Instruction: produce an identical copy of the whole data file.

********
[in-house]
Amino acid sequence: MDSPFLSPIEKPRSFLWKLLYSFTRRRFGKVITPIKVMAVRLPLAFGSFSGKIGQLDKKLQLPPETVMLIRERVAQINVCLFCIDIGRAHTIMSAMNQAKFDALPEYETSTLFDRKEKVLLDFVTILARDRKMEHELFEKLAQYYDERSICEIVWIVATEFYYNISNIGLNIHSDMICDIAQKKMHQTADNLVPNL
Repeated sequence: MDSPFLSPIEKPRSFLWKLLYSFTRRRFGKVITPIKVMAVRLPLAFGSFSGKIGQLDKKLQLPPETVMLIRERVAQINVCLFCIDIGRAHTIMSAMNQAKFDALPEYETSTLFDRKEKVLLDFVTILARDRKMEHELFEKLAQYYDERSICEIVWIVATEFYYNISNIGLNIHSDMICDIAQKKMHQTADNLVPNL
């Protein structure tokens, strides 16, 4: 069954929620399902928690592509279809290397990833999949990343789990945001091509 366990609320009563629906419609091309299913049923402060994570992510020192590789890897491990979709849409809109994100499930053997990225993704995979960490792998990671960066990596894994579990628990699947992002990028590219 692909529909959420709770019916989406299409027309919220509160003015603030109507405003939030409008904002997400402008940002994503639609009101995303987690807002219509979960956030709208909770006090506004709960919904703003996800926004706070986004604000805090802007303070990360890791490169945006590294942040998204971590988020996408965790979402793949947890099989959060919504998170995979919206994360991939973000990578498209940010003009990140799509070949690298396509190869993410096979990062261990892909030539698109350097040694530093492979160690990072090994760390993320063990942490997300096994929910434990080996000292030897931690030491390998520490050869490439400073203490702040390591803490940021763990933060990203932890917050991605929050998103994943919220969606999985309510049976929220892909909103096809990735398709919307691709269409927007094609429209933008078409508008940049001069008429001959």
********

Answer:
[in-house]
Amino acid sequence: MDSPFLSPIEKPRSFLWKLLYSFTRRRFGKVITPIKVMAVRLPLAFGSFSGKIGQLDKKLQLPPETVMLIRERVAQINVCLFCIDIGRAHTIMSAMNQAKFDALPEYETSTLFDRKEKVLLDFVTILARDRKMEHELFEKLAQYYDERSICEIVWIVATEFYYNISNIGLNIHSDMICDIAQKKMHQTADNLVPNL
Repeated sequence: MDSPFLSPIEKPRSFLWKLLYSFTRRRFGKVITPIKVMAVRLPLAFGSFSGKIGQLDKKLQLPPETVMLIRERVAQINVCLFCIDIGRAHTIMSAMNQAKFDALPEYETSTLFDRKEKVLLDFVTILARDRKMEHELFEKLAQYYDERSICEIVWIVATEFYYNISNIGLNIHSDMICDIAQKKMHQTADNLVPNL
């Protein structure tokens, strides 16, 4: 069954929620399902928690592509279809290397990833999949990343789990945001091509 366990609320009563629906419609091309299913049923402060994570992510020192590789890897491990979709849409809109994100499930053997990225993704995979960490792998990671960066990596894994579990628990699947992002990028590219 692909529909959420709770019916989406299409027309919220509160003015603030109507405003939030409008904002997400402008940002994503639609009101995303987690807002219509979960956030709208909770006090506004709960919904703003996800926004706070986004604000805090802007303070990360890791490169945006590294942040998204971590988020996408965790979402793949947890099989959060919504998170995979919206994360991939973000990578498209940010003009990140799509070949690298396509190869993410096979990062261990892909030539698109350097040694530093492979160690990072090994760390993320063990942490997300096994929910434990080996000292030897931690030491390998520490050869490439400073203490702040390591803490940021763990933060990203932890917050991605929050998103994943919220969606999985309510049976929220892909909103096809990735398709919307691709269409927007094609429209933008078409508008940049001069008429001959």